Who's your Daddy?
A classic, bad faith move in a nasty divorce or breakup is to limit or eliminate a father’s visitation rights with their child. But as co parents, this is not OK and is often not in the best interests of your shared minor child. Children deserve to have two parents when possible. So what can you do? How do you get your baby back?
The first question that needs to be answered is, were you and your ex married? This one detail can affect your position substantially.
In Florida, when a mother is married and gives birth, the law assumes the child's father is the mother’s husband. If the mother is married but does not list her husband's name on the child's birth certificate, paternity must be established. If your name is on the child’s birth certificate, and both you and your ex agree that you’re the father, then there is nothing in dispute and paternity is established. A smart mother will not lie about this because it could limit her rights to recover child support if she has a right to same. Additionally, the you may have health insurance benefits or government benefits that are available for the child. If both parties agree that you are the father, then you and your ex can sign a Voluntary Acknowledgment of Paternity form.
If there is no acknowledgment, then you are what is referred to as a putative father. A putative father is a man whose legal relationship to a child has not been established, but claims to be the father or who is alleged to be the father of a child who is born to a woman to whom he is not married at the time of the child's birth. In order to be declared the father, either you or your ex need to commence a court proceeding to establish paternity. Your first step is to complete Florida Supreme Court Approved Family Law Form 12.983(a), Petition to Determine Paternity and for Related Relief (11/15). Once this form is competed, you will need to notify your ex by serving them with a copy of the Petition, that way everyone involved knows that your seeking assistance from the courts to confirm your custodial rights. A judge can establish paternity by court order. Based on the evidence, the judge may issue an order that says the man is the child's father. A judge can also establish paternity in other kinds of court actions, such as divorce or dependency.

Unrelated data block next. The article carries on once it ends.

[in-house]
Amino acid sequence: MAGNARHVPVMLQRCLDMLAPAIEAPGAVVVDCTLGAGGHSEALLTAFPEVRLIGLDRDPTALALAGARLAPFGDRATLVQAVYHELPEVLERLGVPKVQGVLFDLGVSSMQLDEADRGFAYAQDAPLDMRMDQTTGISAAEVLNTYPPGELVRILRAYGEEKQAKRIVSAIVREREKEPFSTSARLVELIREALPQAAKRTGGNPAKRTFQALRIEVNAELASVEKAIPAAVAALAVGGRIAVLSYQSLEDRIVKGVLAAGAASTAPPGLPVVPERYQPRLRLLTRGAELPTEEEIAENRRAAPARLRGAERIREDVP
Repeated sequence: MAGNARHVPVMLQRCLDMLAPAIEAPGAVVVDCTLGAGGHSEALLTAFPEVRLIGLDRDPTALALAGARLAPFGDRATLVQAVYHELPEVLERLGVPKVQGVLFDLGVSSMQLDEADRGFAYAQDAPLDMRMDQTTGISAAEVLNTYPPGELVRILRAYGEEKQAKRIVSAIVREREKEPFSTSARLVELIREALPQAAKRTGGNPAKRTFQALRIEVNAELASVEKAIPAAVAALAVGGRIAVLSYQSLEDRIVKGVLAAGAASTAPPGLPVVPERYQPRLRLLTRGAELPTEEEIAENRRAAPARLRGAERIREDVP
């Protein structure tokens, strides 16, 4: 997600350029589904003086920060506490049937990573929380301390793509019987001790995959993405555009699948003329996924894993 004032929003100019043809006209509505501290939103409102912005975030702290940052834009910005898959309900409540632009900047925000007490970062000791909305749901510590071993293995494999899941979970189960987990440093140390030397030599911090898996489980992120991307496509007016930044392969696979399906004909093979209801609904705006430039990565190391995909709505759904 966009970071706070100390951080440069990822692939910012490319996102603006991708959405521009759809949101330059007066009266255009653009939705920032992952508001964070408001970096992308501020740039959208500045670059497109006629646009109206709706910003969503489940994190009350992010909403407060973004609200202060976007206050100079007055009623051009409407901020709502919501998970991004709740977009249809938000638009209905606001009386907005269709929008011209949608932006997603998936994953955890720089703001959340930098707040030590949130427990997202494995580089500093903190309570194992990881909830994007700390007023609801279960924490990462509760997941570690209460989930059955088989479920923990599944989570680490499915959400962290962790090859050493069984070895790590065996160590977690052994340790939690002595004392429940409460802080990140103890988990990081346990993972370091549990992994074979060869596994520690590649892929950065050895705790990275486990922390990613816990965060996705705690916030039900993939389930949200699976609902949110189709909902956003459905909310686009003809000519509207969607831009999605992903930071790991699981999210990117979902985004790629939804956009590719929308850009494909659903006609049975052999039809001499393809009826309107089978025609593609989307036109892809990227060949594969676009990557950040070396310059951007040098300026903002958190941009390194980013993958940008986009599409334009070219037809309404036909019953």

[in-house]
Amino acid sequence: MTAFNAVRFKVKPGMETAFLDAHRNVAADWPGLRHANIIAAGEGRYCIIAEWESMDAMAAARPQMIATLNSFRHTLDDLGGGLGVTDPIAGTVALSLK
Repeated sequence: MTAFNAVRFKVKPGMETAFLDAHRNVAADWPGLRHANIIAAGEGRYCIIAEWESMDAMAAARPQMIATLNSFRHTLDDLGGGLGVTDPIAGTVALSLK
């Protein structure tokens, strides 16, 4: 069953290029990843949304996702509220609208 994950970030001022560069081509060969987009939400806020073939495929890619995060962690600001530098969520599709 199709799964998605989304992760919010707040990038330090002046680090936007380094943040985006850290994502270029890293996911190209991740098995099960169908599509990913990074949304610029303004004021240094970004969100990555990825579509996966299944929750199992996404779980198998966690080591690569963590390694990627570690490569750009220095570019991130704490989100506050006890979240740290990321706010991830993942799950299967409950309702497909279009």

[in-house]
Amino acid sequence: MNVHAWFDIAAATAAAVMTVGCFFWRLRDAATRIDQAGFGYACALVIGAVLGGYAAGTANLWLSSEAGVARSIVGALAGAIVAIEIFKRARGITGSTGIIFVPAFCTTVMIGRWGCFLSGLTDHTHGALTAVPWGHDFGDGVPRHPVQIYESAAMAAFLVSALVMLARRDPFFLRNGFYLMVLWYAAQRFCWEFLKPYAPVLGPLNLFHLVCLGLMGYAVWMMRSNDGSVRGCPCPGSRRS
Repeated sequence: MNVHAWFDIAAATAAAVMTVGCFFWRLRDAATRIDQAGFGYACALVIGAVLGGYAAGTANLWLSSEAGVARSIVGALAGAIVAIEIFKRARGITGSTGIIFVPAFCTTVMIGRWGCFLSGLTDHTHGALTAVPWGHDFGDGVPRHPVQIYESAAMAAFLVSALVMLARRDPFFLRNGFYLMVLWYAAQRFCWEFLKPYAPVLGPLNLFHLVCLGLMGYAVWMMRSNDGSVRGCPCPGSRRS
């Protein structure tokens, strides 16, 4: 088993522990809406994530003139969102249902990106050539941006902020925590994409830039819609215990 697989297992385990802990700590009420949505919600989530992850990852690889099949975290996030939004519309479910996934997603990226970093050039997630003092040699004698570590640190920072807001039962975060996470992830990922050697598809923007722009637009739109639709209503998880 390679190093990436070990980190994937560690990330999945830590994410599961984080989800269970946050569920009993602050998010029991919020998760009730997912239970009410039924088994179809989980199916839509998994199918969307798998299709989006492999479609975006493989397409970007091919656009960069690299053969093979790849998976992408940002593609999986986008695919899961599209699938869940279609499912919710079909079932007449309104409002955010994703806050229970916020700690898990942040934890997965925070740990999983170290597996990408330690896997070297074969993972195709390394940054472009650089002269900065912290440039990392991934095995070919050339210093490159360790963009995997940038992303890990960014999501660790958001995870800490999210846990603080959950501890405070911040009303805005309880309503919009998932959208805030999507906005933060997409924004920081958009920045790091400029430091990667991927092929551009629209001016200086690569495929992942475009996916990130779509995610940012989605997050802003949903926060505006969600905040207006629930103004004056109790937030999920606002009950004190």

What if you are unmarried when the child was born, but later got married? If the mother is unmarried when the child is born, but later marries the child's father, the husband becomes the legal father. When this happens, the father's name is not automatically added to the child's birth certificate, and paternity may need to be established in the event of a divorce.
Don’t risk your rights to your child Just because you didn’t give birth, doesn’t mean that you are any less a parent. If you need to establish paternity or need assistance in negotiating fair time sharing, reach out to L. Turner Law, P.A.’s family division. We focus on Dad’s rights, and we will show that fathers are just as important as mothers in your child’s life.